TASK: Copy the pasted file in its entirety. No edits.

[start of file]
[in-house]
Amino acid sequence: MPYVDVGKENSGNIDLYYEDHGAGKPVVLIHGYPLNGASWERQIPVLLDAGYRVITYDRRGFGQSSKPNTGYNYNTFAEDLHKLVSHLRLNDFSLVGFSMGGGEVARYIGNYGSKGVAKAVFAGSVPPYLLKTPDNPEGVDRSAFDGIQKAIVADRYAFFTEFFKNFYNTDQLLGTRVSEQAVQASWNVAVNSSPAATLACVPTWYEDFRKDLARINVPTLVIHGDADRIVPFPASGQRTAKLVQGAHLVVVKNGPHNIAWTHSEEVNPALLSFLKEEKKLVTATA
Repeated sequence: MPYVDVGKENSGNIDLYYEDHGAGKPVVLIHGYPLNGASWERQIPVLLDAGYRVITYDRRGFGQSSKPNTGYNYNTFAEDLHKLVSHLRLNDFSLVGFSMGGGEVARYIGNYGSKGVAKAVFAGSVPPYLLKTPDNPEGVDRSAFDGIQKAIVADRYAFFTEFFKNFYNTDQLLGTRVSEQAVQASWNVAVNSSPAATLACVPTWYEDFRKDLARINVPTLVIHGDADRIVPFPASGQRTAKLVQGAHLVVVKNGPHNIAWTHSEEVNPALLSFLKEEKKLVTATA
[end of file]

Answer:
[in-house]
Amino acid sequence: MPYVDVGKENSGNIDLYYEDHGAGKPVVLIHGYPLNGASWERQIPVLLDAGYRVITYDRRGFGQSSKPNTGYNYNTFAEDLHKLVSHLRLNDFSLVGFSMGGGEVARYIGNYGSKGVAKAVFAGSVPPYLLKTPDNPEGVDRSAFDGIQKAIVADRYAFFTEFFKNFYNTDQLLGTRVSEQAVQASWNVAVNSSPAATLACVPTWYEDFRKDLARINVPTLVIHGDADRIVPFPASGQRTAKLVQGAHLVVVKNGPHNIAWTHSEEVNPALLSFLKEEKKLVTATA
Repeated sequence: MPYVDVGKENSGNIDLYYEDHGAGKPVVLIHGYPLNGASWERQIPVLLDAGYRVITYDRRGFGQSSKPNTGYNYNTFAEDLHKLVSHLRLNDFSLVGFSMGGGEVARYIGNYGSKGVAKAVFAGSVPPYLLKTPDNPEGVDRSAFDGIQKAIVADRYAFFTEFFKNFYNTDQLLGTRVSEQAVQASWNVAVNSSPAATLACVPTWYEDFRKDLARINVPTLVIHGDADRIVPFPASGQRTAKLVQGAHLVVVKNGPHNIAWTHSEEVNPALLSFLKEEKKLVTATA